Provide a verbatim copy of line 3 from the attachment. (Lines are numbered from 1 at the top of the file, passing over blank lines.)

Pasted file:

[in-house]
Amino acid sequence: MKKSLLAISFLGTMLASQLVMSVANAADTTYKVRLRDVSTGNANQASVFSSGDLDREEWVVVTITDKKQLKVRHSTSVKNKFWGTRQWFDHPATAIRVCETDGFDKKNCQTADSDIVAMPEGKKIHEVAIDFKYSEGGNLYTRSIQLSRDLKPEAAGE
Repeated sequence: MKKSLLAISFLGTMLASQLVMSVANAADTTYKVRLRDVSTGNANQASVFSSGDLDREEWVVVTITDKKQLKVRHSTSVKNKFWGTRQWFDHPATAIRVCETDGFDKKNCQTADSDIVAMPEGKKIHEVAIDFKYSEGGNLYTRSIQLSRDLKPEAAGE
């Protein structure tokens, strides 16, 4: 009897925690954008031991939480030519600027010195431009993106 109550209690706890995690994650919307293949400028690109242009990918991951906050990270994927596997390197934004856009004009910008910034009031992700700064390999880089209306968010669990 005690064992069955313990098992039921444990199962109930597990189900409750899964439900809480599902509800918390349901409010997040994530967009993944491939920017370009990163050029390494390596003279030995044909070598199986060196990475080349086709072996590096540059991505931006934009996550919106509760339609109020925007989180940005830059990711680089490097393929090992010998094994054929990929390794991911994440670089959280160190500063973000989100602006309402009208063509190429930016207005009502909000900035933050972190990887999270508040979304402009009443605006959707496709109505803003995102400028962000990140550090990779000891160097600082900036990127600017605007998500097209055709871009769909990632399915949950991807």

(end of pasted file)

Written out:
Repeated sequence: MKKSLLAISFLGTMLASQLVMSVANAADTTYKVRLRDVSTGNANQASVFSSGDLDREEWVVVTITDKKQLKVRHSTSVKNKFWGTRQWFDHPATAIRVCETDGFDKKNCQTADSDIVAMPEGKKIHEVAIDFKYSEGGNLYTRSIQLSRDLKPEAAGE